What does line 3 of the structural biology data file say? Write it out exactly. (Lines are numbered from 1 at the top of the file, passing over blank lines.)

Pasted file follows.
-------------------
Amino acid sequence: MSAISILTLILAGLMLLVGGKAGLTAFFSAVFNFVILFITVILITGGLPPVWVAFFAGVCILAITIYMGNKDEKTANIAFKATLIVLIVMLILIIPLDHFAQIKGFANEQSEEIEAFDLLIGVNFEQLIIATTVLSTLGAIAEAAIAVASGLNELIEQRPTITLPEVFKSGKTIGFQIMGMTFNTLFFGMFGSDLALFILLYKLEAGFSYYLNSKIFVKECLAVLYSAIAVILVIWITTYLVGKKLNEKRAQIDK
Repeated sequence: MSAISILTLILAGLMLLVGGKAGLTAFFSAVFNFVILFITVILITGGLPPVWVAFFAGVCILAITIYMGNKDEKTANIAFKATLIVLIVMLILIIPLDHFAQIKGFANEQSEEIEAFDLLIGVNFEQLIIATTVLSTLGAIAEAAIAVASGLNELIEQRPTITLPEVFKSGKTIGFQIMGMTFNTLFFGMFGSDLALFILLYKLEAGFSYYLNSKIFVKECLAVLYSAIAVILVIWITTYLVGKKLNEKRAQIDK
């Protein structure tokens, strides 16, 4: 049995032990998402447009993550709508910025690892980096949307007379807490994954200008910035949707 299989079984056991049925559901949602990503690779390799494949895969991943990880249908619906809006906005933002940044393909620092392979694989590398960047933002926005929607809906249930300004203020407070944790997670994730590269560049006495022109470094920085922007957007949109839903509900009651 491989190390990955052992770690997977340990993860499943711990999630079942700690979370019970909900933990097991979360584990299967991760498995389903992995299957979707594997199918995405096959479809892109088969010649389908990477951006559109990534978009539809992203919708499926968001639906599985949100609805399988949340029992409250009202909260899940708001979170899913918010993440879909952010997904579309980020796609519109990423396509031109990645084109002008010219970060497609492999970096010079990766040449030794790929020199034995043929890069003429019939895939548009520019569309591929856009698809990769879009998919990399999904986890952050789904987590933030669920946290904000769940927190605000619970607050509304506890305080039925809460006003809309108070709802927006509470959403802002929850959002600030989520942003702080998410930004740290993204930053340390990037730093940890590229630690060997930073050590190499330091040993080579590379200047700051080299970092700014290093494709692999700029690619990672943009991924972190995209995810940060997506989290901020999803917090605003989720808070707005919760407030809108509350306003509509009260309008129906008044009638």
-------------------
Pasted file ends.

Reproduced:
């Protein structure tokens, strides 16, 4: 049995032990998402447009993550709508910025690892980096949307007379807490994954200008910035949707 299989079984056991049925559901949602990503690779390799494949895969991943990880249908619906809006906005933002940044393909620092392979694989590398960047933002926005929607809906249930300004203020407070944790997670994730590269560049006495022109470094920085922007957007949109839903509900009651 491989190390990955052992770690997977340990993860499943711990999630079942700690979370019970909900933990097991979360584990299967991760498995389903992995299957979707594997199918995405096959479809892109088969010649389908990477951006559109990534978009539809992203919708499926968001639906599985949100609805399988949340029992409250009202909260899940708001979170899913918010993440879909952010997904579309980020796609519109990423396509031109990645084109002008010219970060497609492999970096010079990766040449030794790929020199034995043929890069003429019939895939548009520019569309591929856009698809990769879009998919990399999904986890952050789904987590933030669920946290904000769940927190605000619970607050509304506890305080039925809460006003809309108070709802927006509470959403802002929850959002600030989520942003702080998410930004740290993204930053340390990037730093940890590229630690060997930073050590190499330091040993080579590379200047700051080299970092700014290093494709692999700029690619990672943009991924972190995209995810940060997506989290901020999803917090605003989720808070707005919760407030809108509350306003509509009260309008129906008044009638």